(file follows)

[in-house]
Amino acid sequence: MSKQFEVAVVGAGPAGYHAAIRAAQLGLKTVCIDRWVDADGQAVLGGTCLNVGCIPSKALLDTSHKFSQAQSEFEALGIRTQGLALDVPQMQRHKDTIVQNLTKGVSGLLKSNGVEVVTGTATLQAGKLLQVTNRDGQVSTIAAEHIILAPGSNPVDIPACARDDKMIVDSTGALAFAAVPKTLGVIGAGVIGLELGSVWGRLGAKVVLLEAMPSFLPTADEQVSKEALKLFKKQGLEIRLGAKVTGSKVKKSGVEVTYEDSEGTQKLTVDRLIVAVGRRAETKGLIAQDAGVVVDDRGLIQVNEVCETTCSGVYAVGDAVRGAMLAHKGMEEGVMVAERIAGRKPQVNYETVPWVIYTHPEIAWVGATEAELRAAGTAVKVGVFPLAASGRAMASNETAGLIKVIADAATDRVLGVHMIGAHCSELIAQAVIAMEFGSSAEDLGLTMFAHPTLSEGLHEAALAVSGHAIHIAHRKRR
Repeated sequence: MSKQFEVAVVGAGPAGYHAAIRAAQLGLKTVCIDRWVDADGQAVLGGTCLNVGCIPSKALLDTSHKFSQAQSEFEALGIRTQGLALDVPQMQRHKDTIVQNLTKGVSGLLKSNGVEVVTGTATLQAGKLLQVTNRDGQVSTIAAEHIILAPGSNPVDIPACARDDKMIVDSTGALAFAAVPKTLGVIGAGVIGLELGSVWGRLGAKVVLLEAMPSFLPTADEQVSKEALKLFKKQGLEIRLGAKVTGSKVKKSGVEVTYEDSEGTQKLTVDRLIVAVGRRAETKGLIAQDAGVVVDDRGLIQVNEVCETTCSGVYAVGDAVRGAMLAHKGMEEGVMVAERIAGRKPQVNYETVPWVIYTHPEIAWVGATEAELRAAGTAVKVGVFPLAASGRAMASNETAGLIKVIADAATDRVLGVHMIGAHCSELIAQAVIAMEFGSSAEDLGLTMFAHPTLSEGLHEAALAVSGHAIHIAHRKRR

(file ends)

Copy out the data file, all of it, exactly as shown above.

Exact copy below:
[in-house]
Amino acid sequence: MSKQFEVAVVGAGPAGYHAAIRAAQLGLKTVCIDRWVDADGQAVLGGTCLNVGCIPSKALLDTSHKFSQAQSEFEALGIRTQGLALDVPQMQRHKDTIVQNLTKGVSGLLKSNGVEVVTGTATLQAGKLLQVTNRDGQVSTIAAEHIILAPGSNPVDIPACARDDKMIVDSTGALAFAAVPKTLGVIGAGVIGLELGSVWGRLGAKVVLLEAMPSFLPTADEQVSKEALKLFKKQGLEIRLGAKVTGSKVKKSGVEVTYEDSEGTQKLTVDRLIVAVGRRAETKGLIAQDAGVVVDDRGLIQVNEVCETTCSGVYAVGDAVRGAMLAHKGMEEGVMVAERIAGRKPQVNYETVPWVIYTHPEIAWVGATEAELRAAGTAVKVGVFPLAASGRAMASNETAGLIKVIADAATDRVLGVHMIGAHCSELIAQAVIAMEFGSSAEDLGLTMFAHPTLSEGLHEAALAVSGHAIHIAHRKRR
Repeated sequence: MSKQFEVAVVGAGPAGYHAAIRAAQLGLKTVCIDRWVDADGQAVLGGTCLNVGCIPSKALLDTSHKFSQAQSEFEALGIRTQGLALDVPQMQRHKDTIVQNLTKGVSGLLKSNGVEVVTGTATLQAGKLLQVTNRDGQVSTIAAEHIILAPGSNPVDIPACARDDKMIVDSTGALAFAAVPKTLGVIGAGVIGLELGSVWGRLGAKVVLLEAMPSFLPTADEQVSKEALKLFKKQGLEIRLGAKVTGSKVKKSGVEVTYEDSEGTQKLTVDRLIVAVGRRAETKGLIAQDAGVVVDDRGLIQVNEVCETTCSGVYAVGDAVRGAMLAHKGMEEGVMVAERIAGRKPQVNYETVPWVIYTHPEIAWVGATEAELRAAGTAVKVGVFPLAASGRAMASNETAGLIKVIADAATDRVLGVHMIGAHCSELIAQAVIAMEFGSSAEDLGLTMFAHPTLSEGLHEAALAVSGHAIHIAHRKRR